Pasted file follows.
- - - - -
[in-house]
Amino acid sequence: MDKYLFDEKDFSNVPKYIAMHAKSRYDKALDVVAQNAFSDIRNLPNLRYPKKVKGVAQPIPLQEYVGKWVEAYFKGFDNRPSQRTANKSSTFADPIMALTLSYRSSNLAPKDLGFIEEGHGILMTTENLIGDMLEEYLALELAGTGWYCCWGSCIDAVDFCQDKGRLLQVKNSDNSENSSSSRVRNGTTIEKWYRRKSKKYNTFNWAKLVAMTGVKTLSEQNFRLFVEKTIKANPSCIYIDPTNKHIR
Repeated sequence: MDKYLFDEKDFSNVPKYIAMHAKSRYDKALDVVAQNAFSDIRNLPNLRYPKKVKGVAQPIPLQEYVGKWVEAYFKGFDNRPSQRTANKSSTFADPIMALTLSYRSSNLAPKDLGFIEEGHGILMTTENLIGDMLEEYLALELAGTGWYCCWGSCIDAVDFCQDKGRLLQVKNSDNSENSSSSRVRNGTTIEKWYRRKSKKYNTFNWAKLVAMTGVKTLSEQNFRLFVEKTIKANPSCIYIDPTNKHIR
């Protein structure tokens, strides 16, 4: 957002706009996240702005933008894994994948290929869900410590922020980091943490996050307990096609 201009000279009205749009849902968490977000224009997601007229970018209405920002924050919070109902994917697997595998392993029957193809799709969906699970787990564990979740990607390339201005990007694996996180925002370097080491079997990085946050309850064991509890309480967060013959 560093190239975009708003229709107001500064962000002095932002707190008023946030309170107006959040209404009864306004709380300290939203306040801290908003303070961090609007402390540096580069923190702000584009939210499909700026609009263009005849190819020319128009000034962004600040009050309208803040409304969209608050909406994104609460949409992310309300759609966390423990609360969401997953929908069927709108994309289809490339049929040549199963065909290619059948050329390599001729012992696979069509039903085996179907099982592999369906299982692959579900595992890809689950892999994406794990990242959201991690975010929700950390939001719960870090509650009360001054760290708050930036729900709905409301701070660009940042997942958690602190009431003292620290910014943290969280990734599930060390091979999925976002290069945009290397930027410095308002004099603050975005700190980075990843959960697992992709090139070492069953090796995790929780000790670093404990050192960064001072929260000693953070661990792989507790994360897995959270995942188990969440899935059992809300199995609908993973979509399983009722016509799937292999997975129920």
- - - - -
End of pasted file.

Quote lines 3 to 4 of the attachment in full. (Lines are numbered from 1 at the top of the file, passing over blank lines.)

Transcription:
Repeated sequence: MDKYLFDEKDFSNVPKYIAMHAKSRYDKALDVVAQNAFSDIRNLPNLRYPKKVKGVAQPIPLQEYVGKWVEAYFKGFDNRPSQRTANKSSTFADPIMALTLSYRSSNLAPKDLGFIEEGHGILMTTENLIGDMLEEYLALELAGTGWYCCWGSCIDAVDFCQDKGRLLQVKNSDNSENSSSSRVRNGTTIEKWYRRKSKKYNTFNWAKLVAMTGVKTLSEQNFRLFVEKTIKANPSCIYIDPTNKHIR
């Protein structure tokens, strides 16, 4: 957002706009996240702005933008894994994948290929869900410590922020980091943490996050307990096609 201009000279009205749009849902968490977000224009997601007229970018209405920002924050919070109902994917697997595998392993029957193809799709969906699970787990564990979740990607390339201005990007694996996180925002370097080491079997990085946050309850064991509890309480967060013959 560093190239975009708003229709107001500064962000002095932002707190008023946030309170107006959040209404009864306004709380300290939203306040801290908003303070961090609007402390540096580069923190702000584009939210499909700026609009263009005849190819020319128009000034962004600040009050309208803040409304969209608050909406994104609460949409992310309300759609966390423990609360969401997953929908069927709108994309289809490339049929040549199963065909290619059948050329390599001729012992696979069509039903085996179907099982592999369906299982692959579900595992890809689950892999994406794990990242959201991690975010929700950390939001719960870090509650009360001054760290708050930036729900709905409301701070660009940042997942958690602190009431003292620290910014943290969280990734599930060390091979999925976002290069945009290397930027410095308002004099603050975005700190980075990843959960697992992709090139070492069953090796995790929780000790670093404990050192960064001072929260000693953070661990792989507790994360897995959270995942188990969440899935059992809300199995609908993973979509399983009722016509799937292999997975129920």